The title of my column comes from an expression I only heard once in a writer’s room, but from somebody who’d been in a lot of rooms, over a lot of years, so I can only assume he didn’t make it up. To call a “blue sky” session in a writers room means that for a certain period of time any writer in the room is free to toss out any idea in the world. Theoretically about anything. In theory, if you were so inspired, you’d share your great serial killer set piece with the Modern Family writers or how much fun it’d be to see Hannibal and Will Graham take a road trip to Vegas. That’s the kind of awesome we’re talking about here.
Unless you spent your childhood in Syria or have been embedded in an elite unite of the Navy Seals, writers' rooms can be intimidating places. You’re constantly walking this tightrope of wanting to contribute, to have valuable ideas and valuable thoughts on other people’s ideas but not be the guy who just likes to hear the sound of his own voice. There are stories of writers who get fired simply because they become paralyzed with fear that they never say anything. Less often, but it still happens, are the writers who have opinions on everything – usually they’re the ones who hate everything, and soon or later, their hate boomerangs on them, and one day, they’re simply gone and their name is never spoken of again.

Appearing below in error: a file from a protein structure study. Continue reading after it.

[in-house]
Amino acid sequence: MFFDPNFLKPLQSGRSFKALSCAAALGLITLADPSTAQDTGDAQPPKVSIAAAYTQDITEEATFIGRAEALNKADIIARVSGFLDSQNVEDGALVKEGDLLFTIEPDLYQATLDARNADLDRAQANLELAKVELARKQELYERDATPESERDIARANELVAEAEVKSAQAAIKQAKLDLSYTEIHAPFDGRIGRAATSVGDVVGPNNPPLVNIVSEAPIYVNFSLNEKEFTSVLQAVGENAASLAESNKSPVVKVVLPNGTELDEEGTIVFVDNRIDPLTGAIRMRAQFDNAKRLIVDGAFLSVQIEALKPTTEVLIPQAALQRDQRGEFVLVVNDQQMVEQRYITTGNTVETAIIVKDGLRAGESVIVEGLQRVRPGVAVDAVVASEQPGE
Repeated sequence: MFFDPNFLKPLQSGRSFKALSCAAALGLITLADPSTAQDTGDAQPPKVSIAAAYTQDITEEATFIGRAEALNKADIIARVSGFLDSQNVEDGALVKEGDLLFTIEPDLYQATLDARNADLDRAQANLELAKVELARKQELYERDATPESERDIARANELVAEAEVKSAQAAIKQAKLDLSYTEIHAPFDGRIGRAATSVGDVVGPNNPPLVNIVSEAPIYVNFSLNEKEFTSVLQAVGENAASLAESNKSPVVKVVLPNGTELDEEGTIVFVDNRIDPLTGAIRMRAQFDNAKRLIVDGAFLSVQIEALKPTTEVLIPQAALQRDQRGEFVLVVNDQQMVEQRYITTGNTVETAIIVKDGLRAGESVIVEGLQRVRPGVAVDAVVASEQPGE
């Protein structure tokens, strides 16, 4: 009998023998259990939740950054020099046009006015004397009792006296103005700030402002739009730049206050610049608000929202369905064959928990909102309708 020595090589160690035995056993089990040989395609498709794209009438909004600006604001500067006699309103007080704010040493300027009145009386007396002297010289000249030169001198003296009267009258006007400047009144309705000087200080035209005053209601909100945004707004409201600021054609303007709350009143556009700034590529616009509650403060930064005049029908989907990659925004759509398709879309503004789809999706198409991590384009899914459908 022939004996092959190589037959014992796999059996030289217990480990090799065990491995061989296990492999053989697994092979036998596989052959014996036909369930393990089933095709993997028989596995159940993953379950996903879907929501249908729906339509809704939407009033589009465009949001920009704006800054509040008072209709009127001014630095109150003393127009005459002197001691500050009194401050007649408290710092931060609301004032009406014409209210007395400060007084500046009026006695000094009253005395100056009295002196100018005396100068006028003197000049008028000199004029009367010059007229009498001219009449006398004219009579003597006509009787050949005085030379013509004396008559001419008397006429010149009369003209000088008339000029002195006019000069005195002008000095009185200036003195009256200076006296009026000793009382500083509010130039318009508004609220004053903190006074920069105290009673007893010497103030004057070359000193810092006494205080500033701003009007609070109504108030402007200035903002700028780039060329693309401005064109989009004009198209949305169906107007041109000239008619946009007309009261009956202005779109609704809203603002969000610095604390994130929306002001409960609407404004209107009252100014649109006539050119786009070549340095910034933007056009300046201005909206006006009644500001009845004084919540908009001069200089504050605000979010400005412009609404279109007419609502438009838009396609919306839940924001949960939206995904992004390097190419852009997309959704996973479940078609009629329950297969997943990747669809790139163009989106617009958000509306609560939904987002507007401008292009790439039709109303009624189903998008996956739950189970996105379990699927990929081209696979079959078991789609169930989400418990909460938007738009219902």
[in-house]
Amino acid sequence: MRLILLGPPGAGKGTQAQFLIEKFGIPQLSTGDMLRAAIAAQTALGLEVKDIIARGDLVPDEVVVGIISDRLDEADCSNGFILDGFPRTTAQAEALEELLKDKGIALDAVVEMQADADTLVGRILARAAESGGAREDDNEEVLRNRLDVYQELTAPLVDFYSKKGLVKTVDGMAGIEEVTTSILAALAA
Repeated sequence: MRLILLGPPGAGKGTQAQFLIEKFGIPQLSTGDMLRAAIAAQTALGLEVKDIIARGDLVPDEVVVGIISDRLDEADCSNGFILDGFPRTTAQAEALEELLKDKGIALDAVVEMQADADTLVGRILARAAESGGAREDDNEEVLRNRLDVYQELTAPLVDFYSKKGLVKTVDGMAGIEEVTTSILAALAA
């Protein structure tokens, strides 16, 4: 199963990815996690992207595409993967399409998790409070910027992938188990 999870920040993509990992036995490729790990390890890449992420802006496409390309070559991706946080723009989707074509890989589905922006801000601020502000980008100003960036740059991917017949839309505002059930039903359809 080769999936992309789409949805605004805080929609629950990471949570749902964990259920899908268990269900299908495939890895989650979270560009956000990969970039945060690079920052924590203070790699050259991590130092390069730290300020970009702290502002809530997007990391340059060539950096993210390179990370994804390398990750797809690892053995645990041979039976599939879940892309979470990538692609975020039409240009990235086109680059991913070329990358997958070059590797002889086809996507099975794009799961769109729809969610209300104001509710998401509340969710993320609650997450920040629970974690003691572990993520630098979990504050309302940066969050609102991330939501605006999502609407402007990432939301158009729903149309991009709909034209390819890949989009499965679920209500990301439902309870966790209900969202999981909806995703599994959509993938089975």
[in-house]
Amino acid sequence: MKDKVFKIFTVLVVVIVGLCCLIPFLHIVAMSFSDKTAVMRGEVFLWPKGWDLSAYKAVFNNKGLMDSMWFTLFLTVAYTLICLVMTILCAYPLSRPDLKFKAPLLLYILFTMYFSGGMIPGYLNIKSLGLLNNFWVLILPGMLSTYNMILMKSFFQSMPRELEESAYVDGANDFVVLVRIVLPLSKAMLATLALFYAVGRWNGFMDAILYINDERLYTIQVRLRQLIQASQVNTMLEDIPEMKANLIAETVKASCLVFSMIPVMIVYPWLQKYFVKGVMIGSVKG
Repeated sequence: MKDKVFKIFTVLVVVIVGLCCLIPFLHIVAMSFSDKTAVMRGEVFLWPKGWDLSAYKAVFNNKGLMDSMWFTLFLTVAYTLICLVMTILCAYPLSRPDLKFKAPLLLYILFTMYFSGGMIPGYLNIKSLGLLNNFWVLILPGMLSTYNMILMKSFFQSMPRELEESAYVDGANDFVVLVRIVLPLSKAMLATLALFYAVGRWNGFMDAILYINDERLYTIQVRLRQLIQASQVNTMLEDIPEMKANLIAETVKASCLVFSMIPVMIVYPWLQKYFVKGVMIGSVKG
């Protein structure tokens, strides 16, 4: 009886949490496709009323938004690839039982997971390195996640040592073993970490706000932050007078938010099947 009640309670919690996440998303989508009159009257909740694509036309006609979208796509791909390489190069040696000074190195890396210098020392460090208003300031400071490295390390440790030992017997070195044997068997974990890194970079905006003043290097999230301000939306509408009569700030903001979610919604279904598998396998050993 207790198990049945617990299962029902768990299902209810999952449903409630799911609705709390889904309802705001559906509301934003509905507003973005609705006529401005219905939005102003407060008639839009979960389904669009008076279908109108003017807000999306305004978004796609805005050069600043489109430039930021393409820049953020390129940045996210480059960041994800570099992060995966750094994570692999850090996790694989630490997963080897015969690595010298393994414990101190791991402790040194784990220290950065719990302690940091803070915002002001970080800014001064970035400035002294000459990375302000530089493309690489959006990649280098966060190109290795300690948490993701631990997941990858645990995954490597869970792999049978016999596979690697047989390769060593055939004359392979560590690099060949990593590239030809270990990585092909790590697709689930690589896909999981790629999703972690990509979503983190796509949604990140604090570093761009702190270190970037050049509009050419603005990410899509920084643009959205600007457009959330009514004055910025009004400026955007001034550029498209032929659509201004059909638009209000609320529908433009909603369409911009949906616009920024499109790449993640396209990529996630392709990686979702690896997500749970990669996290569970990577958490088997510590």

I spent five years in a very intimidating writers' room where I learned one extremely valuable thing from one writer in the room. Whenever this guy would pitch a story idea, it was as if he was only interested in telling himself a story. He would laugh at the moments he thought were funny and generally act as if this was the greatest idea ever that he was just allowing the rest of us to eavesdrop on. It’s a mindset that can be taught actually, and something I especially work on with writers who are going out to pitch TV shows, because for most of us this kind of confidence doesn’t come naturally. You see it in athletes and performers and Bill Clinton, but personally I think anything that looks effortless, including confidence, is hard won through years of practice and training.
And so we come back to “blue sky.” I spent a lot of time between being offered this column and actually writing one, and it wasn’t until I had the title that I felt the tiniest bit of confidence that I might have something to say about writing, television writing, the television business, or even television sets. And then the two words I only heard once in a writers room flashed across the television screen in my head. Blue sky. Just blue sky the column, I said to myself. Write about whatever you want, more importantly, give yourself permission to write about whatever you want. Pretend you’re talking to yourself and nobody else is listening (or reading).
And then I began to get excited. Because by giving myself permission to write about anything, nothing was stupid or irrelevant because this column, from here on forward, is Montana. Nothing but blue sky. Nothing but permission to write and talk about anything. Which got me thinking, and I leave you with this until next time – what would your life look like, what would your writing look like, if it was nothing but blue skies?
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